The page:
Any step by step instructions for properly using the DROK USB and voltage current meter will be greatly appreciated.  Since this will be my first time using this tool, perhaps a multimedia clip would be better suited.

               Thank you

              George
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Assisted Solution

by:dbrunton
dbrunton earned 450 total points
ID: 40407762
Plug the DROK into the power adaptor.  Then plug the cable into the DROK using PORT 1 and the other end into the tablet.

Turn on the power adaptor.  If power is flowing you should see both a current and a voltage reading.

There is no satisfactory Youtube video that I can find.
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Author Comment

by:GMartin
ID: 40408555
Hello and Good Morning

            Thank you so much for your easy to understand and follow instructions.  I will go ahead and order the DROK USB and voltage current meter.  In order to better understand what I am looking at when I begin to use this tool, I do have a few followup questions.  First, what is the difference between voltage and current?  Secondly, what would be considered an "acceptable" measurement with respect to voltage and amp?  For example, the voltage output for the AC adapter is suppose to be 5v.  And, lets say hypothetically speaking that the DROK tool measures the voltage output as being 4.6v.  I am assuming such a small difference between what it is suppose to be and what is measured would not matter, thus, making the 4.6v acceptable.  And, finally, what conclusion or conclusions could be drawn if one measurement is normal, like amps, but the other measurement of voltage is not normal and vise versa?  

            In closing, I am sorry for so many followup questions here.  But, I am trying to learn as much as possible from this upcoming experience in order to gain a greater understanding and appreciation of the DROK USB and voltage current meter.  

            Once again, thank you so much for the online purchase link for the DROK USB and voltage current meter in addition to the wonderful instructions for properly using it.  

             I look forward to hearing more from you regarding my followup questions.  

             Thank you

             George
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Assisted Solution

by:dbrunton
dbrunton earned 450 total points
ID: 40409217
First, what is the difference between voltage and current?

Refer http://en.wikipedia.org/wiki/Hydraulic_analogy#Voltage.2C_current.2C_and_charge

Consider a hose connected to a water supply and it is flowing water.

The volume of water per second is the current.  In a wire it would be electron flows per second.

The pressure behind the water is the voltage.  Higher pressure and the water spurts further out of the hose.  In a wire it is the difference in the potential energy of a charge moved between two points (if you go back to the hose, the open end has no potential energy while the reservoir the other end is connected too is a lot higher and has lots of potential energy).

It is hard to visualize at time and I must admit I do have problems with the concept.

Secondly, what would be considered an "acceptable" measurement with respect to voltage and amp?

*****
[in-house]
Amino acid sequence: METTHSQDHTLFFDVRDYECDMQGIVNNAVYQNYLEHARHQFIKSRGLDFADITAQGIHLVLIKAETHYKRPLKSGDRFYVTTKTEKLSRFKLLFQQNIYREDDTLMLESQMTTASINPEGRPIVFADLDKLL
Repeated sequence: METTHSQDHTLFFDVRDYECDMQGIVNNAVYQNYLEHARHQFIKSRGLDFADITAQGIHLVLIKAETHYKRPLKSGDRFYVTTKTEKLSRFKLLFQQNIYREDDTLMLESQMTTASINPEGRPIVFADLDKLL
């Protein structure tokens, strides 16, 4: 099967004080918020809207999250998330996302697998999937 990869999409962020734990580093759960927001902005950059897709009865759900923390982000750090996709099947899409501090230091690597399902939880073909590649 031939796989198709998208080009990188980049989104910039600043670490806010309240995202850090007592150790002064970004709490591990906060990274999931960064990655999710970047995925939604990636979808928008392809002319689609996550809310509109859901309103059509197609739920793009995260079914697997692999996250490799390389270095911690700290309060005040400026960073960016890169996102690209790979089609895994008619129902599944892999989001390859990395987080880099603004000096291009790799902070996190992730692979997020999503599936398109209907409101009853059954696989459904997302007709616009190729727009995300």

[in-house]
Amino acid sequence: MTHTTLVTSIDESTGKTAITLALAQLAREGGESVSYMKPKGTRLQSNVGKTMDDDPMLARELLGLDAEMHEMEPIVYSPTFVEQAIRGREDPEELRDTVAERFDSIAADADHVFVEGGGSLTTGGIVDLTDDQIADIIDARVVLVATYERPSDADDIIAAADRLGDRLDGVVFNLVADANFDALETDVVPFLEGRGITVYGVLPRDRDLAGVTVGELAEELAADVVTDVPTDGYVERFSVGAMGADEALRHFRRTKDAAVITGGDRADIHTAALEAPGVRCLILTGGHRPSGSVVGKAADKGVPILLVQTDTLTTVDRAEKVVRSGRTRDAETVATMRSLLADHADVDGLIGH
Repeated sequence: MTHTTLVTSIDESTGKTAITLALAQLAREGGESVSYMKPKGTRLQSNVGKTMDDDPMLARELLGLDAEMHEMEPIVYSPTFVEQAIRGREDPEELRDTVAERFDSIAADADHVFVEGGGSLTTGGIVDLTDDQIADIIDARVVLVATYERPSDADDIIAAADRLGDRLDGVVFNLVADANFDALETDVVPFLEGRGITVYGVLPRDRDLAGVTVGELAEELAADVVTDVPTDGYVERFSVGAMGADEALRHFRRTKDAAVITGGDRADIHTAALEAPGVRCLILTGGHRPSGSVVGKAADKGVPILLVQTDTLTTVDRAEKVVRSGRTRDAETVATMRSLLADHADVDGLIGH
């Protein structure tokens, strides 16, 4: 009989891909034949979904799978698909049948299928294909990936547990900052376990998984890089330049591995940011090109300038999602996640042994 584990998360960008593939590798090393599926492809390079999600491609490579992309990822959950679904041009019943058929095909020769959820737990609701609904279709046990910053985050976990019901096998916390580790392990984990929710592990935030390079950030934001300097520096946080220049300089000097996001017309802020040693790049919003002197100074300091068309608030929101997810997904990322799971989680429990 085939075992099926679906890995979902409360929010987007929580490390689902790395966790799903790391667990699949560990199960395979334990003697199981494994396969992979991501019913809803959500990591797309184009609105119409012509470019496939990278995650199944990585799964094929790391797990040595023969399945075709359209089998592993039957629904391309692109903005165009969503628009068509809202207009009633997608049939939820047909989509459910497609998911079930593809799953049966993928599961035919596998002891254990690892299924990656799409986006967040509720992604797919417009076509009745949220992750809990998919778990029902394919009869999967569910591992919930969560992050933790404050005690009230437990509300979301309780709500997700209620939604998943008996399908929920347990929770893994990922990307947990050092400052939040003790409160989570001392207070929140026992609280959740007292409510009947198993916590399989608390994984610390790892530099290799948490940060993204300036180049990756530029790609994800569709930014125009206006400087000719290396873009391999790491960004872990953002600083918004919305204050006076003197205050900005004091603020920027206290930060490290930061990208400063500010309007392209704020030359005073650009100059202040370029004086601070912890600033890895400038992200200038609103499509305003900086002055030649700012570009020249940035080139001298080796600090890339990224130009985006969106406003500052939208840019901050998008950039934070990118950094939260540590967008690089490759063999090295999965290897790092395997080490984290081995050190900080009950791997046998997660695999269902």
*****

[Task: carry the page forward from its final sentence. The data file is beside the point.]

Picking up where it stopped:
For example, the voltage output for the AC adapter is suppose to be 5v.  And, lets say hypothetically speaking that the DROK tool measures the voltage output as being 4.6v.  
I am assuming such a small difference between what it is suppose to be and what is measured would not matter, thus, making the 4.6v acceptable.  

If the DROK was connected to a USB port on a computer the range would be 5V plus or minus 5%.  That would be within 5.25 - 4.75 volts.  I'd expect the Samsung charger to be close to those figures.  However it may not be.

For current USB 1 --> 0.15 A, USB 2 --> 0.5 A

The Samsung charger is 1 A.

For charge these are maximum figures and may not be what is seen on the DROK.  The tablet itself can regulate how much current it takes.  For example it may permit high current flow if it is flat and little current flow when it is nearly full.

See http://en.wikipedia.org/wiki/USB#Power

And, finally, what conclusion or conclusions could be drawn if one measurement is normal, like amps, but the other measurement of voltage is not normal and vise versa

I'd expect the 5 V figure or close to it to be shown.  That should be within spec.  If it isn't then the charger is at fault.

The amperage figure shouldn't exceed 1 A.  But it may be any number between 0 and 1 A.  We have to wait and see.
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Author Comment

by:GMartin
ID: 40412421
Hello and Good Evening,

             Thanks so much for the thorough, detailed, and easy to follow suggestions given in reply to my question.   I personally found each followup to be fruitful in helping to determine the best starting course for troubleshooting the concern surrounding the inability of the Samsung tablet to recharge.  I especially appreciate the explanations given to what goes on behind the scenes as it relates to voltage and current.  The water hose hooked up to a water supply certainly was an excellent example used here to help capture a picture of the two.  

              With respect to the chosen starting point for troubleshooting, I will be utilizing the USB and voltage current meter suggested within the Amazon link.  I prefer this to be my starting point for two important reasons, namely, simplistity and comprehensiveness.   The logistics of the hookups will be straightforward in addition to helping to narrow down more quickly the culprit by providing accurate voltage and current testing of the AC adapter and USB cable.  

                As with all of my post in the past, I am walking away from this one knowing I have the information and tools needed as starting points for a successful troubleshooting session.  Many thanks once again for being such an important part of this.  Without you, it could not be possible.

                 George